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For Members Only
on January 1, 2013
At times it was like crashing the gates of a private club or MFA Poetry program and reading bylaws meant for members only (more on that in a moment). And at times it was like reading someone's (OK, Maureen McLane's) thesis paper on this poet or that. And my, but McLane writes in a pretty how town way. Professorial stuff:
"Through Sappho she explored as well a kind of somatic poetics, a kind of sensually incarnational NOW." (Huh?)
"The vatic inward versus the detailed observed. The hieratic versus the potentially conversable." (Say wha-?)
"Much of the force of great modernist works arises from their desublimating impulse channeled into shatteringly, newly adequate forms..." (Again?)
Very impressive indeed, these $10 gibbers and $5 -ishes. I hadn't a clue, but I nodded at all the right moments. Some chapters dragged on forever. "My Marianne Moore and Moore and More and More and Will She Ever Stop?" That and one to "H.D." Hilda Doolittle? I'd never known this poet. I wear my ignorance on my sleeve but, deep in my vest, wanted to learn -- if only I could clear the vatic hurdles of incarnational, desublimating language.
In another chapter called "My Translated: An Abecedary," McLane deluges the reader with four pages of one liners, each saying things like "My Alcaeus is David A. Campbell," "My Akhmatova is Judith Hemschemeyer," "My Durs Grunbein is Michael Hofmann," "My Paul Muldoon is Paul Muldoon." Of course there are some poets the layreader will recognize, but they are few and far between, and seldom will many readers recognize both names in McLane's apparently clever pairs.
On and on it goes like an insider's wink, and I can't help but regret how this type of thing sets poetry back anew, perpetuating the belief that poetry is rarefied air meant only for rarefied lungs. It's as if McLane is signaling to others in her club, others who will recognize her each allusion and her every dropped historic and contemporary name, nodding knowingly like priests at a secret temple. Don't we put the eru- in -dite, the winks seem to say. We, the Keepers of Truth and Beauty in a great, unwashed world of bestseller-readers or (more horrifying still) TV-watchers and Youtube addicts.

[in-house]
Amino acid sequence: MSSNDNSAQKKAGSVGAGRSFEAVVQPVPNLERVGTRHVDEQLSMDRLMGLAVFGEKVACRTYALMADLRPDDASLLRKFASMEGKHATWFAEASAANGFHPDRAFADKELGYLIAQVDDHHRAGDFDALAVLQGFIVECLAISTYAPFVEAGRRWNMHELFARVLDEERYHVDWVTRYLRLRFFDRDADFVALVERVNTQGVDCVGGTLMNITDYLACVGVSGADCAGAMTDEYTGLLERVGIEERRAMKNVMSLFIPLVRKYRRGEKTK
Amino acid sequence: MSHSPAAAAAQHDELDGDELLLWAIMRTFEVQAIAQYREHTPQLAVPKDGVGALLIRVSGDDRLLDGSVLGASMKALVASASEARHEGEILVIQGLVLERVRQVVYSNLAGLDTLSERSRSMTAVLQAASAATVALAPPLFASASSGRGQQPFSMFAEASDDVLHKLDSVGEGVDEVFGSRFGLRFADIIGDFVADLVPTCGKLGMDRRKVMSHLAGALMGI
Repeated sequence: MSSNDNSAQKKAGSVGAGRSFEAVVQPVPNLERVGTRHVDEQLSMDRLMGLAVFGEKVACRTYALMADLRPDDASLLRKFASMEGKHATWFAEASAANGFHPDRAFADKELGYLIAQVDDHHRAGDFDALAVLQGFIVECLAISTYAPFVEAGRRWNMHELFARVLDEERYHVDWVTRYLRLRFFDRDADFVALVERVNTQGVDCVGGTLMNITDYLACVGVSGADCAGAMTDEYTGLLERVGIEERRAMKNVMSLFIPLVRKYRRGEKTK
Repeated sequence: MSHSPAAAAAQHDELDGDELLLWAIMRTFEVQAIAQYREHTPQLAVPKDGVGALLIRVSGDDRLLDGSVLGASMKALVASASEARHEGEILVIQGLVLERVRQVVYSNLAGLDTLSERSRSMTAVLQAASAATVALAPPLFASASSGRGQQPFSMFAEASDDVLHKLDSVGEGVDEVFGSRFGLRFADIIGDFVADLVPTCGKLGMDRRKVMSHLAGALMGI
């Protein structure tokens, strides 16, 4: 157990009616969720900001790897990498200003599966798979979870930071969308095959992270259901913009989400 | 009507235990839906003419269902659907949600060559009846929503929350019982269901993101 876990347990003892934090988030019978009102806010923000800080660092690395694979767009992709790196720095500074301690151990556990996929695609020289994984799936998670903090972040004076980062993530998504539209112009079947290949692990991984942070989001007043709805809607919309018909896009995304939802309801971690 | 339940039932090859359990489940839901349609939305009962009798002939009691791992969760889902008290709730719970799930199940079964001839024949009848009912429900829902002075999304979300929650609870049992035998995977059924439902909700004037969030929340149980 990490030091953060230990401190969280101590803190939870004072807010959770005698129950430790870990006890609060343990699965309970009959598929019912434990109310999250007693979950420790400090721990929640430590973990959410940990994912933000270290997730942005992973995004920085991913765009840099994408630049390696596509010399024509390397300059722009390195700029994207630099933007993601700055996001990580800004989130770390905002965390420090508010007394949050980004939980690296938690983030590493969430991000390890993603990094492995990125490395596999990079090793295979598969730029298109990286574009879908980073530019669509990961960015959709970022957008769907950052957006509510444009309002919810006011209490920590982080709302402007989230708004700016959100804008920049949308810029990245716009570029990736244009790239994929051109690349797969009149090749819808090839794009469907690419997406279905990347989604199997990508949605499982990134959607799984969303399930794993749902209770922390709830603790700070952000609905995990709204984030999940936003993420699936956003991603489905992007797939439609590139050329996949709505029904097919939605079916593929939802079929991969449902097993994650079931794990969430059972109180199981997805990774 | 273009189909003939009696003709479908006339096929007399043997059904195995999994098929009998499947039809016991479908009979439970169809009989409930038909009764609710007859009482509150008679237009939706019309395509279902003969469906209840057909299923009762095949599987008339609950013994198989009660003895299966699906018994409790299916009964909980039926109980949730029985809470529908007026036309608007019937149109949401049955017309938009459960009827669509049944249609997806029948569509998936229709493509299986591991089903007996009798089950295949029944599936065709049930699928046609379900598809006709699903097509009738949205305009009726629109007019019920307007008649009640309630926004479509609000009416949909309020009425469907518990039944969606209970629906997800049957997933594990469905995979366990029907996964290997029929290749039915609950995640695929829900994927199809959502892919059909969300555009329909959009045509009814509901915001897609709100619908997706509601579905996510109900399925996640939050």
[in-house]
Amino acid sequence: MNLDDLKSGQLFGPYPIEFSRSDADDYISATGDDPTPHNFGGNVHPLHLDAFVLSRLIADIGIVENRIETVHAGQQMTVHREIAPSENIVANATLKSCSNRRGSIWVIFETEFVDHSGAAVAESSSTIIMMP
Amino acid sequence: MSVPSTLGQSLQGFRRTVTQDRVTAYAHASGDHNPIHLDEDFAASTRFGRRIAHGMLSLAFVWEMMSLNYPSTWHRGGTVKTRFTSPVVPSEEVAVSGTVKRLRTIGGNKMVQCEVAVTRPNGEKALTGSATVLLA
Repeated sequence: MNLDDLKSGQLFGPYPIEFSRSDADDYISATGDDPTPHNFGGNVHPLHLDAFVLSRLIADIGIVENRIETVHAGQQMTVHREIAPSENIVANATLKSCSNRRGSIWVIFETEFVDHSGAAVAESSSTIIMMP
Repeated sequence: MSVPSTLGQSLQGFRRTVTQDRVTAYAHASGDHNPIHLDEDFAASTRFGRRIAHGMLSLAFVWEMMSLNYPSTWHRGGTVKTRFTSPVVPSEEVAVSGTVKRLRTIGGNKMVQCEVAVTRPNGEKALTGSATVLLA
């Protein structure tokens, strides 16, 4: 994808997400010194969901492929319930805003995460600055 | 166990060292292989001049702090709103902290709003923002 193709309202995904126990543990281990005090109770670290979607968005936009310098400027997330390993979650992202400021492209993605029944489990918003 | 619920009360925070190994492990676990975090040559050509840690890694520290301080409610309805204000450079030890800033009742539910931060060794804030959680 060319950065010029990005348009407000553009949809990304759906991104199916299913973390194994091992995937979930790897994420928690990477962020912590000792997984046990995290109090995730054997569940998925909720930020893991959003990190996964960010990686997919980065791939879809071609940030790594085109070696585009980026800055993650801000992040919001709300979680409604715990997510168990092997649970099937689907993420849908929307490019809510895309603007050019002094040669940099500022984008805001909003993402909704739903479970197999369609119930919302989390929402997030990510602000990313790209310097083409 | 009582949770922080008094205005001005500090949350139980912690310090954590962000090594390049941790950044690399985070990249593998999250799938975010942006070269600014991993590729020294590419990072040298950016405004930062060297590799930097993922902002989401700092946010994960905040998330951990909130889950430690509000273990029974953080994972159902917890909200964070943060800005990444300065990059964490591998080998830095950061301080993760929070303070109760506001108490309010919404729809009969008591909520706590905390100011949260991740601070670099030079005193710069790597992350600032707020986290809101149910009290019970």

Throughout the book lines of many poets are shared, though seldom in the entirety of the poem they are taken from. Often McLane tries some of her own poetry on for size. (It doesn't fit.) Some of the professional poems are in bold print, others in italics. Often I can't tell which line belongs to whom. Is this McLane? Is it the featured poet in question? Is it other poets brought in as background vocals for harmony?
But I liked OK the chapter (short) on Emily D., the Belle of Amherst. And the one on Shelley, too, but only because McLane talked mostly about his adolescent-like obsessions for free love or lust and half-priced revolutions, and not so much about his poetry. It's as if she took a wrong turn, found herself in the realm of biography, and the natives cheered.
Two of the chapters were found poems. Giant, 85-line poems, each line purloined from a poet's great work. It's a wonderful parlor game, but I wasn't about to trudge through all 85 lines in either case. Like excerpts from symphonies on public radio, all stitched together, it was. Gogol's overcoat, chapter and verse.
Marvelous moments, yes. Ambitious idea, surely. And I was grateful to catch glimpses of some lovely lines previously unknown. But, in the end, the book gets bogged down by too much ivory and too much tower. If you read poetry for a living and don't need a program guide (or an intermission) to get through such "learn'd astronomer's" thoughts as McLane's, you will certainly enjoy her book. Otherwise, pass. Hold tightly to what you already know and love about poems you've met and appreciated thus far in life.
And for heaven's sake, keep reading poetry.